Gordie Howe’s Son Has Stories to Tell

Previously Published on October 26, 2015

They came out to support the Troy Community Coalition’s fight against drug and alcohol abuse and to hear Dr. Murray Howe as the guest speaker at the 20th Annual Celebrity Night Dinner at the San Marino Club.

But Dr. Howe didn’t get nearly the applause the guests gave his legendary father when he introduced him, Mr Hockey,  Gordie Howe.

Given the fact that the senior Howe, now 87, had suffered a significant stroke just about a year ago, he looked quite well. And, like he always wanted to do during his six decade-long career, Howe was willing to pose for pictures with his adoring Red Wings fans, who were obviously surprised and delighted to see him.

Dr. Howe, a radiologist by profession and the only male Howe family member not to play hockey professionally like his dad and brothers Mark and Marty, told the attentive audience, “My life has just been amazing.”

While Dr. Howe got his first skates at age two, and skated until he was cut as a freshman from the University of Michigan hockey team, at 5’6” and 140 pounds, he admitted he was never a very good hockey player. It turns out he’s a very highly respected doctor.

But those growing up years as Gordie Howe’s youngest son did have its perks, sort of. When he was five, Murray and dad made a Jersey Milk Candy Bar commercial. It tooks four or five hours of sitting on a frozen lake to complete, and Dr. Howe vowed to never eat another Jersey candy bar again. Then there was the Wheaties commercial, where the young man demanded milk and sugar for his cereal, much to the director’s chagrin.

“Dad thought it was important to take care of the fans,” he related.

“We were able to meet so many celebrities and wonderful people.” His dad and mom, Colleen, invited every rookie over to a steak dinner. And Gordie got to play golf with presidents and at 16 Dr. Howe got to trail the course with the Secret Service while dad played golf with President Gerald Ford.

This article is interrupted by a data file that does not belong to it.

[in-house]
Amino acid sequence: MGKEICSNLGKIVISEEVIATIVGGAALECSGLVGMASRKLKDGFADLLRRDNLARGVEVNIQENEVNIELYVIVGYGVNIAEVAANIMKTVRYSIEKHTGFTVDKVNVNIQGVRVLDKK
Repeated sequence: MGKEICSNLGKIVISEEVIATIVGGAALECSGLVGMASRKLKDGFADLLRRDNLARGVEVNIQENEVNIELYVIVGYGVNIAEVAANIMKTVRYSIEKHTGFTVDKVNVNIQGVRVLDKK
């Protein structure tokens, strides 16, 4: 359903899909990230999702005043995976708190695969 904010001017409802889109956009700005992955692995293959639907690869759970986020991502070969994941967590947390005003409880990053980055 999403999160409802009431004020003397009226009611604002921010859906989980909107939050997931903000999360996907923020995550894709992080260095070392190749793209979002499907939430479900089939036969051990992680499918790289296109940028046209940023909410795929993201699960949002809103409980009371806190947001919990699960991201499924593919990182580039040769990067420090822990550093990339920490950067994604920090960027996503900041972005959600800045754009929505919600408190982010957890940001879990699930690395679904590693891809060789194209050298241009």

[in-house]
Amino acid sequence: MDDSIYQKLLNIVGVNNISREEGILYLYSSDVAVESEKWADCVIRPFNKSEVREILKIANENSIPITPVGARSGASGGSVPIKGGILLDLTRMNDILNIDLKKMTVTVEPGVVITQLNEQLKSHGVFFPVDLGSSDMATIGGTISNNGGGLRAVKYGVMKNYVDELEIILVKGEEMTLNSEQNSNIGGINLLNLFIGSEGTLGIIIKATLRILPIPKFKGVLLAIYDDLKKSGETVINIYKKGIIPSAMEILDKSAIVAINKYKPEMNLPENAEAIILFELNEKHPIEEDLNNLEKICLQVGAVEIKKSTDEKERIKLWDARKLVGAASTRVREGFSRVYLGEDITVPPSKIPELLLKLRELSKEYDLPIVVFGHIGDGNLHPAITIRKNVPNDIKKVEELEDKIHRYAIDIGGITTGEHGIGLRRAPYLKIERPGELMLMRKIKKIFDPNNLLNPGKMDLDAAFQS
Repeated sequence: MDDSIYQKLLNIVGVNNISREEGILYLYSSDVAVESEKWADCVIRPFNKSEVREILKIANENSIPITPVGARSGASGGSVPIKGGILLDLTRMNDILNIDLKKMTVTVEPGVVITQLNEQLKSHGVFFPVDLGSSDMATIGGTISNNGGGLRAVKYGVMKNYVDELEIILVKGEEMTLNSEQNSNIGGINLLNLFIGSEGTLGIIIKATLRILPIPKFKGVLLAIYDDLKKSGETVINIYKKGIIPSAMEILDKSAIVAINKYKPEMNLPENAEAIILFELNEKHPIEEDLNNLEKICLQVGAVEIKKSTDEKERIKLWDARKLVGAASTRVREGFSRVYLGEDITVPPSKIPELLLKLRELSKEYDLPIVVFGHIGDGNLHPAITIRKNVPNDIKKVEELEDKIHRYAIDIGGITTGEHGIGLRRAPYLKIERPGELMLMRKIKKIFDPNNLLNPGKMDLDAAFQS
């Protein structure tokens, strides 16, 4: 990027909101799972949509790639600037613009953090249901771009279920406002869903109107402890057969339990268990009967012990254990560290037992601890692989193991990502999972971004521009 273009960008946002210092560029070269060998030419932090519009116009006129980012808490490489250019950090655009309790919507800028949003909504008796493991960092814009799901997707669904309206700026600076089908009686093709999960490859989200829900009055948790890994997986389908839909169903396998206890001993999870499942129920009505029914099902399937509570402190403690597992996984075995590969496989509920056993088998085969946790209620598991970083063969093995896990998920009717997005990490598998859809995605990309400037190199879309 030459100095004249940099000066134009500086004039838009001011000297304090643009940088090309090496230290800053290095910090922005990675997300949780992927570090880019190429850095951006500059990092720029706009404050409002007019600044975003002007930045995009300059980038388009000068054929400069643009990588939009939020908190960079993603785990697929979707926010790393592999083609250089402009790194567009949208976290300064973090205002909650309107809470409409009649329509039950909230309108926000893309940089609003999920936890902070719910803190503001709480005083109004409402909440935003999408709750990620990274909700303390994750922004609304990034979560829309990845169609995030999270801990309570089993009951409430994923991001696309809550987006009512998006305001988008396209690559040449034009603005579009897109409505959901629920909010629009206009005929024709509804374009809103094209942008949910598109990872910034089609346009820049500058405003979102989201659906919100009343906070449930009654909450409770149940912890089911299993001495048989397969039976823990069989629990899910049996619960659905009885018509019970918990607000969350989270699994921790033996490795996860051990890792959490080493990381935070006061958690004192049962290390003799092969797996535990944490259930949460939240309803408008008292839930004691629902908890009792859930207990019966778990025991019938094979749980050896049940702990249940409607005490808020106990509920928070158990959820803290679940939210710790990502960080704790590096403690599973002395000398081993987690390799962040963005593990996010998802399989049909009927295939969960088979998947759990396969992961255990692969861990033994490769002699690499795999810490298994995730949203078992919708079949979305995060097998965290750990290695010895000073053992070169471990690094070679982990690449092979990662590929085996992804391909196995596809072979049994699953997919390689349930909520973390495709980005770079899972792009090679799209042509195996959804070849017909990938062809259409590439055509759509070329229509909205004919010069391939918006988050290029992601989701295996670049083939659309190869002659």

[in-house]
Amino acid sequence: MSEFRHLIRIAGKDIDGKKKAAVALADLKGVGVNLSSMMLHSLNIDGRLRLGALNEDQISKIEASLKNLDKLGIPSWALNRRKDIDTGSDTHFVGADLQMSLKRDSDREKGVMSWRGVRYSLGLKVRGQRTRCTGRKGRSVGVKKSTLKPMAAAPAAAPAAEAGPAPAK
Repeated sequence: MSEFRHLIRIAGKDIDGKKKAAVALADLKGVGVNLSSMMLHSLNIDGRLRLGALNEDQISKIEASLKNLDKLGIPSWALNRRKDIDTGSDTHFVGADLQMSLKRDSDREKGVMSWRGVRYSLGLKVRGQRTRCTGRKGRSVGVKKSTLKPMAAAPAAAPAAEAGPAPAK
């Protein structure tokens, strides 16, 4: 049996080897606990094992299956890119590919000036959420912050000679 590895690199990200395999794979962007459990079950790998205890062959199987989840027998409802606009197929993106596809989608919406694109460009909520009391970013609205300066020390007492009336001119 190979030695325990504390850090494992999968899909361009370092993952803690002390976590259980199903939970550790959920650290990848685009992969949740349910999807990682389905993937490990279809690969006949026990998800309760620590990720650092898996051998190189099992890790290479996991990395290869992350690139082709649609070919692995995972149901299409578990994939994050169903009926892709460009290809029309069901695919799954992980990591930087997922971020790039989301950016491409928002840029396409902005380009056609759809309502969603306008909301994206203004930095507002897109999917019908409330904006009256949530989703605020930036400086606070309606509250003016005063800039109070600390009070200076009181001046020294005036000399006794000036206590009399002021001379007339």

Dr. Howe recalled that his sister Cathy was crazy about Donnie Osmond. She desperately want to meet him. Dad declared he knew where they would be staying, the Pontchartrain Hotel, he called up and got the family invited over. Donnie was in his pajamas and Cathy never said a word during the visit.

On another occasion he and dad decided to see if they could find Jackie Gleason; they were in his neighborhood. They knocked on doors looking for him, and actually found Gleason working under a car in his garage.

“Other people are just in awe of him,” Dr. Howe noted, adding, “No matter who you are, he will give you all the time in the world.” When he’d do card shows to supplement his income – he was only earning in the $25,000 range in those early days of professional sports – Gordie was stay up late signing up to 2,000 new cards so he’d have time to talk to the fans.

“From the day I was born, hockey was really our life,” Dr. Howe noted, observing that every room in their house morphed into a hockey rink, and they couldn’t put a car in the garage because it was full of hockey gear.

“I had to be a hockey player on every Halloween,” he recalled with a grin.

He urged the audience to realize that children have unique talents. “Nurture your children with love so they can reach their full potential.”

He related that his grandmother had nine children, yet when a neighbor during the depression had no money to feed her family his grandmother found a little money to give her, buying a bag of what turned out to be mostly junk. Well, except for one pair of ice skates, and we know where that led for Gordie Howe.